Colleges and universities are facing greater competition for students and other resources from a variety of areas, and one of the responses to this increased competition has been a greater appreciation of marketing concepts by colleges and universities, with a special focus on customer satisfaction. Many of us are familiar with some of the benefits of satisfied customers, including repeat purchases, higher spending, positive word of mouth and customer loyalty.  Similarly, in the educational setting, satisfied students should be more likely to remain at the institution and help increase retention rates and may also equate to students being more inspired and motivated to more actively participate in the educational process. While there has been some debate as to whether students are in fact the customers of higher education, given that students make a variety of consumerist decisions in the higher education setting, researchers have generally concluded that students are in fact customers. Students also often perceive themselves as ‘customers’ of higher education, and in marketing, we know that perception is reality. Assuming that students are in fact customers of higher education, it is important to better understand their role in the university setting and examine how this affects their overall satisfaction. We will do this by extending key service and marketing concepts that relate to regular customer satisfaction in a retail or service purchase and apply them to the higher education context.

It has been suggested that in higher education, students’ active participation is required for success. Meaning, it is not enough for them to simply ‘show up to class.’  In the retail and service environment, the result of co-participation of the customer and organization in the production process is referred to as co-production.   In a college setting, co-production occurs when students become partners in the educational experience. They may participate in a variety of areas including curriculum development, teaching a class, conducting research with a professor or mentoring other students.  Co-producing activities often lead to feelings of involvement, which is usually a good thing in marketing.  On the other hand, students' active roles in the educational process can also lead some students to feelings of entitlement, leading some students to expect special treatment, and think that they are special and deserve certain things.  Many a professor, including the author of this blog can provide tales of student’s requesting higher grades because of the time and effort they have put in or because of the consequences of lower grades.  If we view today’s college students as customers that are co-producing in the education process, it is reasonable to expect that this may result in feelings of entitlement which in turn, may affect their satisfaction.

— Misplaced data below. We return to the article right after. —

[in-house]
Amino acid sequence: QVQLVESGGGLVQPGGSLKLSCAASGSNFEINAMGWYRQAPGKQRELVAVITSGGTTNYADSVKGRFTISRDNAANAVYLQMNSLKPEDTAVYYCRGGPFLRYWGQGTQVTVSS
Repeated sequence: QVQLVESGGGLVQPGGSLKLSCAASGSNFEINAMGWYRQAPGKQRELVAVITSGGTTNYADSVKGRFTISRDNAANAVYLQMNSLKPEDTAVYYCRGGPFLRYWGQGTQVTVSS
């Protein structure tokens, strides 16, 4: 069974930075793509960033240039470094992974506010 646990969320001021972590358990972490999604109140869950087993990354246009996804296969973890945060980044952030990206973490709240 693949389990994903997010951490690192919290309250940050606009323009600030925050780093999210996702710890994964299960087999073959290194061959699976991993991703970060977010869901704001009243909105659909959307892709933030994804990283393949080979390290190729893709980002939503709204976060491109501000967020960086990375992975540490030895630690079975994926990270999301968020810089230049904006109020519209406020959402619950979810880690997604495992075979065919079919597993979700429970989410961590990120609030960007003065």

Understanding the relationship between co-production, entitlement, and satisfaction can help to provide guidance to relevant college and university stakeholders. For example, many colleges and universities currently offer new student orientation programs.  Care should be taken to make sure that the orientation programs place emphasis on the student’s role in the co-production process and sets clear expectations.  Colleges and universities should also offer training to those individuals participating in the educational process (i.e., instructors, support staff) to better understand the role of the student.

What do you think? Does the link between co-production, entitlement and satisfaction seem reasonable?  What other factors could affect student satisfaction?  Is student entitlement a good thing or bad thing? How do you feel about students co-producing?  What else can colleges and universities do to facilitate customer satisfaction in a way that preserves the integrity of the institution?

*This blog is based on a doctoral dissertation by Deborah Sisson entitled ‘Role of student entitlement and co-production on satisfaction.’ Her committee consists of Dr. Suri Weisfeld-Spolter (chair), Dr. John Riggs (reader) and Dr. Yuliya Yurova (methodologist).

Student Satisfaction Survey (Developed by Clayton State University).

Sara Weisfeld-Spolter, Ph.D., Associate Professor of Marketing, H. Wayne Huizenga College of Business and Entrepreneurship, Nova Southeastern University. Dr. Weisfield-Spolter can be reached at;